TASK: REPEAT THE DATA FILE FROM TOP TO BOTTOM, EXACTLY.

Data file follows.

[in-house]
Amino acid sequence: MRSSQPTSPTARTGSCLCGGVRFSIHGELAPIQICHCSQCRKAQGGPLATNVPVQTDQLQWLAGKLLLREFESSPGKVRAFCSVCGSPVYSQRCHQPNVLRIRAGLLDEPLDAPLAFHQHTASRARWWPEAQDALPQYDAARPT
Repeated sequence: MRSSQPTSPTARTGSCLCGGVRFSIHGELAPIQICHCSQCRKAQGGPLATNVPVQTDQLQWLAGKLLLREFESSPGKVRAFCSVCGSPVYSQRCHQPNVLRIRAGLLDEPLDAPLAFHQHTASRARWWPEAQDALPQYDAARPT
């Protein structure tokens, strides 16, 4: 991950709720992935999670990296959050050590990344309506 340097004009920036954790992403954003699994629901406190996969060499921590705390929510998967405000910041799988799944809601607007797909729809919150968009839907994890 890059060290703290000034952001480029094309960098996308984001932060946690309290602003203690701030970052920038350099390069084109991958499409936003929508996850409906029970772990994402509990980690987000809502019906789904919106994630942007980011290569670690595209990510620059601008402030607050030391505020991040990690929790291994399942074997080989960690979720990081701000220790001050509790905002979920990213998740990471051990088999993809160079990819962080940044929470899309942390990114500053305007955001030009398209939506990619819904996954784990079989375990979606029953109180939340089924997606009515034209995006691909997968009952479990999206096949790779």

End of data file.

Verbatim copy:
[in-house]
Amino acid sequence: MRSSQPTSPTARTGSCLCGGVRFSIHGELAPIQICHCSQCRKAQGGPLATNVPVQTDQLQWLAGKLLLREFESSPGKVRAFCSVCGSPVYSQRCHQPNVLRIRAGLLDEPLDAPLAFHQHTASRARWWPEAQDALPQYDAARPT
Repeated sequence: MRSSQPTSPTARTGSCLCGGVRFSIHGELAPIQICHCSQCRKAQGGPLATNVPVQTDQLQWLAGKLLLREFESSPGKVRAFCSVCGSPVYSQRCHQPNVLRIRAGLLDEPLDAPLAFHQHTASRARWWPEAQDALPQYDAARPT
């Protein structure tokens, strides 16, 4: 991950709720992935999670990296959050050590990344309506 340097004009920036954790992403954003699994629901406190996969060499921590705390929510998967405000910041799988799944809601607007797909729809919150968009839907994890 890059060290703290000034952001480029094309960098996308984001932060946690309290602003203690701030970052920038350099390069084109991958499409936003929508996850409906029970772990994402509990980690987000809502019906789904919106994630942007980011290569670690595209990510620059601008402030607050030391505020991040990690929790291994399942074997080989960690979720990081701000220790001050509790905002979920990213998740990471051990088999993809160079990819962080940044929470899309942390990114500053305007955001030009398209939506990619819904996954784990079989375990979606029953109180939340089924997606009515034209995006691909997968009952479990999206096949790779």